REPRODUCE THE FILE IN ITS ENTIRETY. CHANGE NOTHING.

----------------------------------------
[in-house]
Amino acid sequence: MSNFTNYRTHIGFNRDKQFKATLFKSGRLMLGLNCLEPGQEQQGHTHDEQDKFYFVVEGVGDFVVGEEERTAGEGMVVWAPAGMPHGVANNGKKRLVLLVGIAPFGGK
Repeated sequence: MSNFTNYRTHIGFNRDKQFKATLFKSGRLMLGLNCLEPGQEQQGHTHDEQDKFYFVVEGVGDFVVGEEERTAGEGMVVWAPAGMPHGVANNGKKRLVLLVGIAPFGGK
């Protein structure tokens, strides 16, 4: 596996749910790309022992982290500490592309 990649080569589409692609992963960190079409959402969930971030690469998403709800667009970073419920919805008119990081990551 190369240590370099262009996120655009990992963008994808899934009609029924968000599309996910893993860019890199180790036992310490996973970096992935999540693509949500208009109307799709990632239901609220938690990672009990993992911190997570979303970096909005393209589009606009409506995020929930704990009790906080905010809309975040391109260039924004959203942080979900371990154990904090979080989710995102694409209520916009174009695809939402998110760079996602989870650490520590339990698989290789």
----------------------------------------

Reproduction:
[in-house]
Amino acid sequence: MSNFTNYRTHIGFNRDKQFKATLFKSGRLMLGLNCLEPGQEQQGHTHDEQDKFYFVVEGVGDFVVGEEERTAGEGMVVWAPAGMPHGVANNGKKRLVLLVGIAPFGGK
Repeated sequence: MSNFTNYRTHIGFNRDKQFKATLFKSGRLMLGLNCLEPGQEQQGHTHDEQDKFYFVVEGVGDFVVGEEERTAGEGMVVWAPAGMPHGVANNGKKRLVLLVGIAPFGGK
């Protein structure tokens, strides 16, 4: 596996749910790309022992982290500490592309 990649080569589409692609992963960190079409959402969930971030690469998403709800667009970073419920919805008119990081990551 190369240590370099262009996120655009990992963008994808899934009609029924968000599309996910893993860019890199180790036992310490996973970096992935999540693509949500208009109307799709990632239901609220938690990672009990993992911190997570979303970096909005393209589009606009409506995020929930704990009790906080905010809309975040391109260039924004959203942080979900371990154990904090979080989710995102694409209520916009174009695809939402998110760079996602989870650490520590339990698989290789």